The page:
Reputation: 25990
Yes, you need snow tires, even in town, depending on where you live.
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Old 10-01-2013, 12:05 AM
Status: "Gone hunting until December!" (set 22 days ago)
Location: Lost in Montana *recalculating*...
10,943 posts, read 14,584,566 times
Reputation: 11404
Nurse- Blizzacks on this Subaru STAT!!
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Old 10-01-2013, 12:21 AM
Location: california
5,478 posts, read 4,552,683 times
Reputation: 6402
Elk hunter is spot on. I would have written the same exact thing. I keep chains as well because they are required in my part of the world .
This is very solid advise don't take it for granted.
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Old 10-01-2013, 07:34 AM
Status: "Gone hunting until December!" (set 22 days ago)
Location: Lost in Montana *recalculating*...
10,943 posts, read 14,584,566 times
Reputation: 11404
Typically a Subaru will not take all terrain tires. All season but not all terrain. I have snow tires on two of my vehicles- a Toyota Prius and and a Mercury Milan. Both excel in traversing road conditions in the winter. Great grip and braking. But as mentioned you basically have NO WARNING when you exceed their capabilities- when they let loose you are in deep kimschee. Drive with caution and purpose and you are fine. Both of these vehicles are front wheel drive and handle general road conditions just fine, including our dirt road which gets ice packed.

My truck is 4x4 and wears all terrains and I have a set of chains. Different vehicle all together.

I can say this- back in WV snow tires are a joke. Wet heavy snow of any depth would cause problems. We had to park the Subaru Impreza and switch to the Jeep Cherokee and my truck, both with all terrains, and we got that Cherokee buried and stuck a time or two.

Winter here (typically) on normal roads are not nearly as difficult to traverse. The dry snow typically lends itself well to snow tires on most all wheel drive and front wheel drive vehicles. I drove my Prius anywhere I wanted last winter with zero problems.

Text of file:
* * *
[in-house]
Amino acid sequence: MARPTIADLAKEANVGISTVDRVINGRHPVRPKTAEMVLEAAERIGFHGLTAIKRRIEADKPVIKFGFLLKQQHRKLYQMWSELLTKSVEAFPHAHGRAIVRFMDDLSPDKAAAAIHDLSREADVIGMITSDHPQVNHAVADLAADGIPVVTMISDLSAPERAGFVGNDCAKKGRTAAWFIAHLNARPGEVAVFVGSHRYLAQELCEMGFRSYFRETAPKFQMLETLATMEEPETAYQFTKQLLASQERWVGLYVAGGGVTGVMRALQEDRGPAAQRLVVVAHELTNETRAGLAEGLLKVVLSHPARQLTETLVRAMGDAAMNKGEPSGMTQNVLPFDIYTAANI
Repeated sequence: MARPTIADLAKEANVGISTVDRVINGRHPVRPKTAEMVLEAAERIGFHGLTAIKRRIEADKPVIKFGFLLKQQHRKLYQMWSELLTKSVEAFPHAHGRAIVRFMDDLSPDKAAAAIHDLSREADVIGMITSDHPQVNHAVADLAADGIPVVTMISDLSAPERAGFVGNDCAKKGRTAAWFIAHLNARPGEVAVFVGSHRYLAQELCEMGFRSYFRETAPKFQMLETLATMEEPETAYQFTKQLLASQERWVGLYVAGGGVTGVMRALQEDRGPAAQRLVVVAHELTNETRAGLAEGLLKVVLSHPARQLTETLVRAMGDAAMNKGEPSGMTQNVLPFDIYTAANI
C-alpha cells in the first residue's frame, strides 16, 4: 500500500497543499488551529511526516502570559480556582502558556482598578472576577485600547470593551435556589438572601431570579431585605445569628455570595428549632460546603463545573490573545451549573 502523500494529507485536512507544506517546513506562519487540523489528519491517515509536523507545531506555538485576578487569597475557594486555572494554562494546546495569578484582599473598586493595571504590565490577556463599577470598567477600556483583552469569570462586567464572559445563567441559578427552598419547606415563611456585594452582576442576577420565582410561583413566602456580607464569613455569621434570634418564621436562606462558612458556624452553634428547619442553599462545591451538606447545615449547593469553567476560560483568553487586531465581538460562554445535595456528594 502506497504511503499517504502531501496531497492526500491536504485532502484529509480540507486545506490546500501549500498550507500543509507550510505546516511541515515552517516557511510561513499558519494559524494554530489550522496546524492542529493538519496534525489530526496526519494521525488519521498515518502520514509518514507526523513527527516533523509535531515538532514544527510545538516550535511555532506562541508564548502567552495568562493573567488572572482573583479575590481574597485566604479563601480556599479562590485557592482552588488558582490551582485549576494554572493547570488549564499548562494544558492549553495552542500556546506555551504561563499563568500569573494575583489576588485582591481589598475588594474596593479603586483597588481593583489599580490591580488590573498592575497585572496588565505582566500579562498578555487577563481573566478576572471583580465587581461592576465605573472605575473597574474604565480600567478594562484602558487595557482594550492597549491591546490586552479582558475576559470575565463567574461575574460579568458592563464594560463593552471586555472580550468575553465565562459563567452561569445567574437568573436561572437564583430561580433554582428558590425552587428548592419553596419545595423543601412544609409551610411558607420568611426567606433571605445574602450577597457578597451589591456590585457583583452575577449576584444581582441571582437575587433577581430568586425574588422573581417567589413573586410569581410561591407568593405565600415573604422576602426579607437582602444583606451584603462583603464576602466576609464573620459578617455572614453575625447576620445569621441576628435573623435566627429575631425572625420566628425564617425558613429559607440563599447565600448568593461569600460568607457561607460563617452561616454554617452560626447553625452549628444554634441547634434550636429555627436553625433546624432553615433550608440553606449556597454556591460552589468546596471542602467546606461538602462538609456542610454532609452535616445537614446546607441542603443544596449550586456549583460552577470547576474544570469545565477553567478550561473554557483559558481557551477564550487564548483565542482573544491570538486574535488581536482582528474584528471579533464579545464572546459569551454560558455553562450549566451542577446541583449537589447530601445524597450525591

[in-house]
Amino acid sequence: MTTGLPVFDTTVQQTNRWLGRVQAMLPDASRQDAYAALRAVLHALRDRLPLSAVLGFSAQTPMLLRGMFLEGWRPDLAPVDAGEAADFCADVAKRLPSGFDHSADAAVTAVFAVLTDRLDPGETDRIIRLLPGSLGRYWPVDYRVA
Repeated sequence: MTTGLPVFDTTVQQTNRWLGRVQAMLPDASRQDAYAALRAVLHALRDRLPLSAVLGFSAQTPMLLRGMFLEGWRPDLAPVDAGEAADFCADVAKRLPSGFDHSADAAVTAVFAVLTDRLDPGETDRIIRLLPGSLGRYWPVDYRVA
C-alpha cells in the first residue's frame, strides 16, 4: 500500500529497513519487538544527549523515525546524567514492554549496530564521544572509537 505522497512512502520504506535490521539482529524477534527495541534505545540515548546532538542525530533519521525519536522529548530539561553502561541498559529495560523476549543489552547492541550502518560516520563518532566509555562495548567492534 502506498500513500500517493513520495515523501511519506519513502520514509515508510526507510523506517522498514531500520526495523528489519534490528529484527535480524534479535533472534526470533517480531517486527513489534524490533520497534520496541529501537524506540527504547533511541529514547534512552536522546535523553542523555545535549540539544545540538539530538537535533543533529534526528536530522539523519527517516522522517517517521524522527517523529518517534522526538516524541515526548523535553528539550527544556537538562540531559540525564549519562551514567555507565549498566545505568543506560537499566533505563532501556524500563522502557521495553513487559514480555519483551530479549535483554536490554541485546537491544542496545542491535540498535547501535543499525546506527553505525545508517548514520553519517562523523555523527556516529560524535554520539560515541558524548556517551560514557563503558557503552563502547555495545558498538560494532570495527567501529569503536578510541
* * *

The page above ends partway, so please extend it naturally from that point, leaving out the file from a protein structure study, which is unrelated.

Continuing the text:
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Old 10-01-2013, 07:57 AM
4,104 posts, read 3,444,432 times
Reputation: 8169
Welcome to Montana.
Buy the snow tires and enjoy the ski season. You could get by without snow tires but why risk it? Also get a bag of cheap clay cat litter and keep in your car. If you ever have trouble getting out of tight icy parking spot, pour a bit under the tires for instant traction. Driving a car you will be effected by snow drifts & hard packed deep ruts more than a 3/4 ton Suburban or pickup that size or larger would be with just all-seasons.
There are smaller ski areas that you should plan to visit if you want to have a more folksy Montana experience. Enjoy the winter and be certain to equip your car with winter survival items.
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Old 10-03-2013, 10:54 PM
Location: Falls Creek Ski Resort, Victoria, Australia
57 posts, read 111,453 times
Reputation: 28
Thanks so much everyone for your advice. I think we will go for snow tires plus I will do some practice in an empty parking lot too, both for our sakes and others on the road. As it is I am just getting used to driving on the right hand side of the road.